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How Athletes Should Review Their Season

BY Mike Schultz

Before you begin planning next season, take the time to review last year. Looking back at what went right, and what didn’t, can give you valuable insight into how to make this your best year. 

Looking back on your race season is a learning tool, allowing you to access strengths and weaknesses, along with what worked well in training. Every race is a snapshot to where you are at mentally and physically with fitness and fatigue throughout the year. Learning from these race experiences and results will help you paint a picture of your season. From here you can assess and compare training volume, intensity, timing, and recovery patterns. This will help you learn whether you did too much of one thing or not enough of another. Consistently addressing your weakness is how you improve, whether that is related to your physical skills, mental skills or with the structure of your program.

Analyzing Race Performances

It is hard to replicate in training what you experience in a race. A race, whether it is high or low priority, will always push your limits. This makes a race the best place to test for fitness and skill. It’s also the best place to recognize weaknesses. There are endless scenarios and variables when it comes to assessing race performance, but in general there are a few important things to look for and take note of.


Struggling to cross the finish line could be related to a few issues. A lack of aerobic endurance is what most would point the finger at first, but it’s not always the case. Training with too much intensity or volume, too often, can also lead to poor race endurance with overly fatigued legs. So, if you were training with good volume but you felt horrible towards the end of your peak races, you may need to access both the intensity and volume of your program to allow for more recovery during next season.

Hill Performance

Struggling up the climbs, especially in the first half of your races, is a clear sign that more hill and muscle endurance training is needed. Longer duration force efforts, along with an increase in overall aerobic endurance will allow you to work fast up a climb on race day. If you felt strong and fast on the climbs, then your weakness is speed. Maintaining your current strength while incorporating more speed work will help you make the climbs a little faster.


How efficient did you feel in each race? Efficiency is related to technique, sport specific strength, and weight. A lack of efficiency will make you feel clumsy, such as mashing the pedals on the bike, an erratic cadence or running with greater upper torso twisting. Recognizing this and correcting it with more focus on technique, and core strength is key. The faster your core muscles fatigue in a race, the less efficient you will become.

Analyzing the Training Plan

Everyone responds to training and racing differently. Looking back on your year will help you learn where you need to focus training and what adjustments need to be made in order to improve. Let’s take a look at a few important aspects of programming that can be analyzed to learn from.

Volume and Intensity

Studying the trends between the amount of volume and intensity of training compared to the time it takes you to recover will teach you how much you can handle or how much you need. When large amounts of training stress is still present after 2-3 weeks from a block of training or a priority race, you may have pushed too hard in terms of the volume or intensity you were training with. On the flip side, not enough volume or intensity may lead to great feeling legs in training, but horrible feeling legs in the race.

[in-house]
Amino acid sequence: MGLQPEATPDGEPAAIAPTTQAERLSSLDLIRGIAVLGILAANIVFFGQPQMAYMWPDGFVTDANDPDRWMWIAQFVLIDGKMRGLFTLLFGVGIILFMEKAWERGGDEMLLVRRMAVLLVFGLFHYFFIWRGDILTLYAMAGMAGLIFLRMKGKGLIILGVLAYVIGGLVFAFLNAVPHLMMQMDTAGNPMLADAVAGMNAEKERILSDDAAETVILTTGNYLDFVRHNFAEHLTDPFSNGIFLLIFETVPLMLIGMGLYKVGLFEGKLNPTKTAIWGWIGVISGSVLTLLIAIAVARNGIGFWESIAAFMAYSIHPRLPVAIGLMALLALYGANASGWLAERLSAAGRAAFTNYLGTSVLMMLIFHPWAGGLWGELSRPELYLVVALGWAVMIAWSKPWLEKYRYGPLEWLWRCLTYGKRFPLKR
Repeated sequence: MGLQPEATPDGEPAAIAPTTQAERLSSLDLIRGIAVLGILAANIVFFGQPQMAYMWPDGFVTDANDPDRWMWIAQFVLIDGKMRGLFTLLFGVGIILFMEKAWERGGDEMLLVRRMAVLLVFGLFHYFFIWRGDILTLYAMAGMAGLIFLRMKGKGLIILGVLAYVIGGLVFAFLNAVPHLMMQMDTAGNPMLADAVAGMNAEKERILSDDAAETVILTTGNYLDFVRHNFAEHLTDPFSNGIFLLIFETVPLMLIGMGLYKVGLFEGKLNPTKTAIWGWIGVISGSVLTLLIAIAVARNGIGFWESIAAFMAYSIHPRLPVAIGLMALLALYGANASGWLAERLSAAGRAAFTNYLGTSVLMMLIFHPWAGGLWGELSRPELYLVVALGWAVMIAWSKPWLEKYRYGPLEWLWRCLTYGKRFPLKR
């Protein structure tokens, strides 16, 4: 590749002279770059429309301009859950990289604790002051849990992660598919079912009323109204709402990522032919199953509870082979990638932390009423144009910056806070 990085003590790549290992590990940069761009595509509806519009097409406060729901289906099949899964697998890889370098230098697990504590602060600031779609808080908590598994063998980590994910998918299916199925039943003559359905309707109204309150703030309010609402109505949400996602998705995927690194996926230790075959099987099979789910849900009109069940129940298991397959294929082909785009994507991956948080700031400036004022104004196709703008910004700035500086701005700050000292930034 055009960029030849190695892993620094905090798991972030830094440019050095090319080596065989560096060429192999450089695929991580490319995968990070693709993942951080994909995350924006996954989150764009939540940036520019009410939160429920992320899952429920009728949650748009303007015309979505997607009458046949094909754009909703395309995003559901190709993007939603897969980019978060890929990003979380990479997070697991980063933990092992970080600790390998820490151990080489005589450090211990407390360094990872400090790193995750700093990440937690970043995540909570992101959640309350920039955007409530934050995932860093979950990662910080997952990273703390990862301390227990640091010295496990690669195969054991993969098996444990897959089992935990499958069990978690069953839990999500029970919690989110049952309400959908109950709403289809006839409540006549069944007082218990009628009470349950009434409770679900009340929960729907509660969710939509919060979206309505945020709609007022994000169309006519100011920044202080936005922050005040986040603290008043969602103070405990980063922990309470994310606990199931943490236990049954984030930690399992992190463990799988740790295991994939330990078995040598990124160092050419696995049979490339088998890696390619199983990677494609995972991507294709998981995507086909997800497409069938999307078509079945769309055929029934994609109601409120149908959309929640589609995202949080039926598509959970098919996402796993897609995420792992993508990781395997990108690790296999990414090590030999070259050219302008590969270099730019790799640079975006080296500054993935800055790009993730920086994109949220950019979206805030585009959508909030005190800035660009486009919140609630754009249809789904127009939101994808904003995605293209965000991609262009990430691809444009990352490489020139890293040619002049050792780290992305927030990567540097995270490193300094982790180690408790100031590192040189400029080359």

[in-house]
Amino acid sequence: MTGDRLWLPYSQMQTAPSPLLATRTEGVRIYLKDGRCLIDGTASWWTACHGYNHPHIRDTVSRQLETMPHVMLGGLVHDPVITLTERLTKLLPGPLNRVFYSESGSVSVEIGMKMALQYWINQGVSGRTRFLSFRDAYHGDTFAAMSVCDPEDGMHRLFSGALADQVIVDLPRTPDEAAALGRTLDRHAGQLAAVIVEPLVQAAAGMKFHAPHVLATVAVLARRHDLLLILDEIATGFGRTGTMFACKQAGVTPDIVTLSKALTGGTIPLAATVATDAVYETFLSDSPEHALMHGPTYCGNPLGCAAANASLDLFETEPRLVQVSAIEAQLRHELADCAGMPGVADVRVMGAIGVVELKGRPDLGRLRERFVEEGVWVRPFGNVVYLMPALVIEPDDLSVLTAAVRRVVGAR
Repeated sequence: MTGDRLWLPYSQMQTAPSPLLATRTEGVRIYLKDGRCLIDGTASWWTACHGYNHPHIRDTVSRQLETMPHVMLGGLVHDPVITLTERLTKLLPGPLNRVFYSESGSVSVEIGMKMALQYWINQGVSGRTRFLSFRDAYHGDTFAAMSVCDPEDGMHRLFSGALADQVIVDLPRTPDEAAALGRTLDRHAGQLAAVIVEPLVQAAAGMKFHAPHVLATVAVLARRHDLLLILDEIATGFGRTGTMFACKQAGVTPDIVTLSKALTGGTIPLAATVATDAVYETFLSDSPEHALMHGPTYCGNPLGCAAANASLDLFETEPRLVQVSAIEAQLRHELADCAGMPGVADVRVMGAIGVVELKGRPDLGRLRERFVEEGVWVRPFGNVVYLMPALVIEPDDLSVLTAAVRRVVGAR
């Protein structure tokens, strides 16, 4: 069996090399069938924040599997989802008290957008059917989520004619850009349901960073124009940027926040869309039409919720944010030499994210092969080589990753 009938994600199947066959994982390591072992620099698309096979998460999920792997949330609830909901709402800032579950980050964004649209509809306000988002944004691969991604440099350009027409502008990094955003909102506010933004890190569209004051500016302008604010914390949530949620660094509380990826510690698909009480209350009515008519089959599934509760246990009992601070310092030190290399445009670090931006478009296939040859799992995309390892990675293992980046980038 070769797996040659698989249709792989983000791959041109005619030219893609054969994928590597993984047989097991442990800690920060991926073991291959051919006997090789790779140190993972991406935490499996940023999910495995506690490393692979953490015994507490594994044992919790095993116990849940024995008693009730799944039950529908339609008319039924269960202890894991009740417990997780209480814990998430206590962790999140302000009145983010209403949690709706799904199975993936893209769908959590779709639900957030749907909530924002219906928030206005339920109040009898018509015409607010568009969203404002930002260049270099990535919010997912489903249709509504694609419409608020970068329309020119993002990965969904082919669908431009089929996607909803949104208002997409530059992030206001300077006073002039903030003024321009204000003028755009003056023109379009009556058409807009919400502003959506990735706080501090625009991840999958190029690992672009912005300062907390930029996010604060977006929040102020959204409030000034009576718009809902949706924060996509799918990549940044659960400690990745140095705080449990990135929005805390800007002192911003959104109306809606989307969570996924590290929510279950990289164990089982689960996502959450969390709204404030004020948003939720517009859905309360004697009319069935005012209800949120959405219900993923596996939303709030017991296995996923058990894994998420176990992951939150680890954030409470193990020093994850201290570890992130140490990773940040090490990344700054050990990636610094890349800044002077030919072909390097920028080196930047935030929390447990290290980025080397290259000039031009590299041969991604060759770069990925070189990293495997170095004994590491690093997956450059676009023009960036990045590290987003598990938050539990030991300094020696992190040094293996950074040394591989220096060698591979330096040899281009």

Speed work, intensity, and volume all must be balanced in order to get you to race day in peak form. Learn how long it takes for you to reach peak fitness. This is a big learning tool for the upcoming season – to know when to start your training and when to plan for a peak race performance. If you timed it right and felt great in each peak race, then look back and learn exactly what you did from the volume and type of intensity to how you performed your taper into race day. You may never peak for every race exactly the same, but learning from your success will give you a good idea of what works for you. If you fell short of feeling peaked for your priority race, then learn from it. Figure out why- whether it was a lack of training, the timing of your taper or a lack of intensity in your program.

Every season provides an opportunity to learn. There are so many things to analyze, from comparing results to how you mentally handled the season. Start with the big picture and answer the simple questions first. Then dive into the details with power and speed. Think hard to recognize your weaknesses and make small adjustments in training moving forward. Most importantly, set a goal to track every day and keep good notes to look back on and learn from.

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About Mike Schultz

Mike Schultz, CSCS, CPT, is the head coach and founder of Highland Training and has more than 20 years of racing, coaching, and training experience in endurance and ultra-endurance events. Mike currently works with a wide range of athletes ranging from dedicated age groupers to national and international elites. Mike is certified as a Strength and Conditioning Specialist (CSCS) and certified personal trainer (CPT) with the National Strength and Conditioning Association (NSCA), as well as a USA Cycling Certified Coach. Follow Highland Training on Facebook and Instagram.

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